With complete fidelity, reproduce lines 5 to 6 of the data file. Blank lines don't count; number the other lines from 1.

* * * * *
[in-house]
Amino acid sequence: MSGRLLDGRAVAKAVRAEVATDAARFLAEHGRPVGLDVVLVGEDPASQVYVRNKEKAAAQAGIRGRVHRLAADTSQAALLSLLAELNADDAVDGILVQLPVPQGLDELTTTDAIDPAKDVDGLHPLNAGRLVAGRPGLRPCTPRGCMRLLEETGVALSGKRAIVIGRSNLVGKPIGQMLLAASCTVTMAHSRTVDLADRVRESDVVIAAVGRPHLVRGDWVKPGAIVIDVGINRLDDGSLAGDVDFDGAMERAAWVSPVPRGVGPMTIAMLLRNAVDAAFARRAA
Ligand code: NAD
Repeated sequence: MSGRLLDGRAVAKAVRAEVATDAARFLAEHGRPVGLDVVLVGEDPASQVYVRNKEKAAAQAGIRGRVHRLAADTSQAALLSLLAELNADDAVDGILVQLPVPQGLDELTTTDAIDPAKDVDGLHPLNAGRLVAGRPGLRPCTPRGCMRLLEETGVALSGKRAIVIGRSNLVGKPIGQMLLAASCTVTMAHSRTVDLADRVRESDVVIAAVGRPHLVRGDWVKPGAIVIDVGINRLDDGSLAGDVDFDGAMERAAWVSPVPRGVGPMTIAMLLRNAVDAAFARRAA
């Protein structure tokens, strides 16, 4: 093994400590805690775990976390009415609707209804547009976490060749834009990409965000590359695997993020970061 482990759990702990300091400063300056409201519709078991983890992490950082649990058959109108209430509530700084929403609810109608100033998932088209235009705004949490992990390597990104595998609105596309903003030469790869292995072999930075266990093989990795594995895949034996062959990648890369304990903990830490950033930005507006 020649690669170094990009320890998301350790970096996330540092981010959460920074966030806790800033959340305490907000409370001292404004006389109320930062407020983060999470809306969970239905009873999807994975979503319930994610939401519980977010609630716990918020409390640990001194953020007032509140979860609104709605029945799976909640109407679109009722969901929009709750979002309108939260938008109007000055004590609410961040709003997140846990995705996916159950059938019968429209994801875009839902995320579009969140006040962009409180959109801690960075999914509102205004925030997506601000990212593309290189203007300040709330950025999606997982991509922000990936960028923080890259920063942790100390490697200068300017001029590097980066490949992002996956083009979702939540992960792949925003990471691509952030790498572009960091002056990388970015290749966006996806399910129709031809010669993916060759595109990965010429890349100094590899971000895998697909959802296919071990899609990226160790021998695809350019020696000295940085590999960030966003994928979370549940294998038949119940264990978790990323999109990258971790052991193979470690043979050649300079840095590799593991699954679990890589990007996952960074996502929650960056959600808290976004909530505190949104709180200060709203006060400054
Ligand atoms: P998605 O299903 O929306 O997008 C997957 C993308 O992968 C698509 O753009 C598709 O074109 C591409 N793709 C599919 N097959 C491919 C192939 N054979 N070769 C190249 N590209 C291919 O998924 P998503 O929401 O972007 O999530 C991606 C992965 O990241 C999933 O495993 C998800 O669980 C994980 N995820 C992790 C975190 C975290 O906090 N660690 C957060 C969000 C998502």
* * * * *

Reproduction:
């Protein structure tokens, strides 16, 4: 093994400590805690775990976390009415609707209804547009976490060749834009990409965000590359695997993020970061 482990759990702990300091400063300056409201519709078991983890992490950082649990058959109108209430509530700084929403609810109608100033998932088209235009705004949490992990390597990104595998609105596309903003030469790869292995072999930075266990093989990795594995895949034996062959990648890369304990903990830490950033930005507006 020649690669170094990009320890998301350790970096996330540092981010959460920074966030806790800033959340305490907000409370001292404004006389109320930062407020983060999470809306969970239905009873999807994975979503319930994610939401519980977010609630716990918020409390640990001194953020007032509140979860609104709605029945799976909640109407679109009722969901929009709750979002309108939260938008109007000055004590609410961040709003997140846990995705996916159950059938019968429209994801875009839902995320579009969140006040962009409180959109801690960075999914509102205004925030997506601000990212593309290189203007300040709330950025999606997982991509922000990936960028923080890259920063942790100390490697200068300017001029590097980066490949992002996956083009979702939540992960792949925003990471691509952030790498572009960091002056990388970015290749966006996806399910129709031809010669993916060759595109990965010429890349100094590899971000895998697909959802296919071990899609990226160790021998695809350019020696000295940085590999960030966003994928979370549940294998038949119940264990978790990323999109990258971790052991193979470690043979050649300079840095590799593991699954679990890589990007996952960074996502929650960056959600808290976004909530505190949104709180200060709203006060400054
Ligand atoms: P998605 O299903 O929306 O997008 C997957 C993308 O992968 C698509 O753009 C598709 O074109 C591409 N793709 C599919 N097959 C491919 C192939 N054979 N070769 C190249 N590209 C291919 O998924 P998503 O929401 O972007 O999530 C991606 C992965 O990241 C999933 O495993 C998800 O669980 C994980 N995820 C992790 C975190 C975290 O906090 N660690 C957060 C969000 C998502």